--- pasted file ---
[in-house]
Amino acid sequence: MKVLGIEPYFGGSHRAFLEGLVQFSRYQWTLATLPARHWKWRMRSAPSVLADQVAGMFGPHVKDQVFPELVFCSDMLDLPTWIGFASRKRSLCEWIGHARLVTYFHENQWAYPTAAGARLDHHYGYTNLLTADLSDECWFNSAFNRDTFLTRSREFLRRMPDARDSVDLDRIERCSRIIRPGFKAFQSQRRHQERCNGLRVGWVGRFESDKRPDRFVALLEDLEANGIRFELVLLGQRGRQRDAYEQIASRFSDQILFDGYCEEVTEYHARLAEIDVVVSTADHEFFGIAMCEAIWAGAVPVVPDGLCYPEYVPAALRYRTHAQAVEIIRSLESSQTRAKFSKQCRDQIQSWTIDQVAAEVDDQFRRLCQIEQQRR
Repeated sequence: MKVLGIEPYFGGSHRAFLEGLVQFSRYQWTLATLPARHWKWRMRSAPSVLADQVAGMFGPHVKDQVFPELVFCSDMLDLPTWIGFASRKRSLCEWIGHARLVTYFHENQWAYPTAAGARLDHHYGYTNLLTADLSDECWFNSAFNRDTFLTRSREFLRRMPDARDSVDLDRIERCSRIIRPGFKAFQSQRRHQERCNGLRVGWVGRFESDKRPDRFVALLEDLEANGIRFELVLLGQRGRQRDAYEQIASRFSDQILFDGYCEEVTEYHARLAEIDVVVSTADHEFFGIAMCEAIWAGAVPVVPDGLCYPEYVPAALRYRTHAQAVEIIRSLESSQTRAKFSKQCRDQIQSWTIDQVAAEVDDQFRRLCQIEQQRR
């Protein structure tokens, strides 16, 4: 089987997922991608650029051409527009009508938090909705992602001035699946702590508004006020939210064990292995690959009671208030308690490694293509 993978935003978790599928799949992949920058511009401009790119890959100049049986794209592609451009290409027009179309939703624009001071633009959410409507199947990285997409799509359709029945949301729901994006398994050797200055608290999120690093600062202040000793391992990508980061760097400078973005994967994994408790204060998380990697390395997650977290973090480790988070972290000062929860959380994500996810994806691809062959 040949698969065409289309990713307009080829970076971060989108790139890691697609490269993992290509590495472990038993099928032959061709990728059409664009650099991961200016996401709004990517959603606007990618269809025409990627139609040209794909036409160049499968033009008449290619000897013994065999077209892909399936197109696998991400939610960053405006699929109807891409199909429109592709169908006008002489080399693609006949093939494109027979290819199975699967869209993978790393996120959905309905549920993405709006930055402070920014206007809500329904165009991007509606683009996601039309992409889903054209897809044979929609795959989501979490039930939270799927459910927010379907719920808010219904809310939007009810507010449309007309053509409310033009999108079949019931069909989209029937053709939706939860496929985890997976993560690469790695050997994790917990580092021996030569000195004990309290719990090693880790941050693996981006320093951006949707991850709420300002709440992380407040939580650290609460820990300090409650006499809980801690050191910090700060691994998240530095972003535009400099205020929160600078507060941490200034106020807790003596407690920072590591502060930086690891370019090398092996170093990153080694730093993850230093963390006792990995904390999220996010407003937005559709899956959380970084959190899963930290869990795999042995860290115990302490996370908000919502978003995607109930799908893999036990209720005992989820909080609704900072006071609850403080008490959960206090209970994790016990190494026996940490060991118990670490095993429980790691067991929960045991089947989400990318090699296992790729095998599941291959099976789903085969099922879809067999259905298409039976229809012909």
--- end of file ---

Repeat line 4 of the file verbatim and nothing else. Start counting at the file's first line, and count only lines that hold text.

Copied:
């Protein structure tokens, strides 16, 4: 089987997922991608650029051409527009009508938090909705992602001035699946702590508004006020939210064990292995690959009671208030308690490694293509 993978935003978790599928799949992949920058511009401009790119890959100049049986794209592609451009290409027009179309939703624009001071633009959410409507199947990285997409799509359709029945949301729901994006398994050797200055608290999120690093600062202040000793391992990508980061760097400078973005994967994994408790204060998380990697390395997650977290973090480790988070972290000062929860959380994500996810994806691809062959 040949698969065409289309990713307009080829970076971060989108790139890691697609490269993992290509590495472990038993099928032959061709990728059409664009650099991961200016996401709004990517959603606007990618269809025409990627139609040209794909036409160049499968033009008449290619000897013994065999077209892909399936197109696998991400939610960053405006699929109807891409199909429109592709169908006008002489080399693609006949093939494109027979290819199975699967869209993978790393996120959905309905549920993405709006930055402070920014206007809500329904165009991007509606683009996601039309992409889903054209897809044979929609795959989501979490039930939270799927459910927010379907719920808010219904809310939007009810507010449309007309053509409310033009999108079949019931069909989209029937053709939706939860496929985890997976993560690469790695050997994790917990580092021996030569000195004990309290719990090693880790941050693996981006320093951006949707991850709420300002709440992380407040939580650290609460820990300090409650006499809980801690050191910090700060691994998240530095972003535009400099205020929160600078507060941490200034106020807790003596407690920072590591502060930086690891370019090398092996170093990153080694730093993850230093963390006792990995904390999220996010407003937005559709899956959380970084959190899963930290869990795999042995860290115990302490996370908000919502978003995607109930799908893999036990209720005992989820909080609704900072006071609850403080008490959960206090209970994790016990190494026996940490060991118990670490095993429980790691067991929960045991089947989400990318090699296992790729095998599941291959099976789903085969099922879809067999259905298409039976229809012909």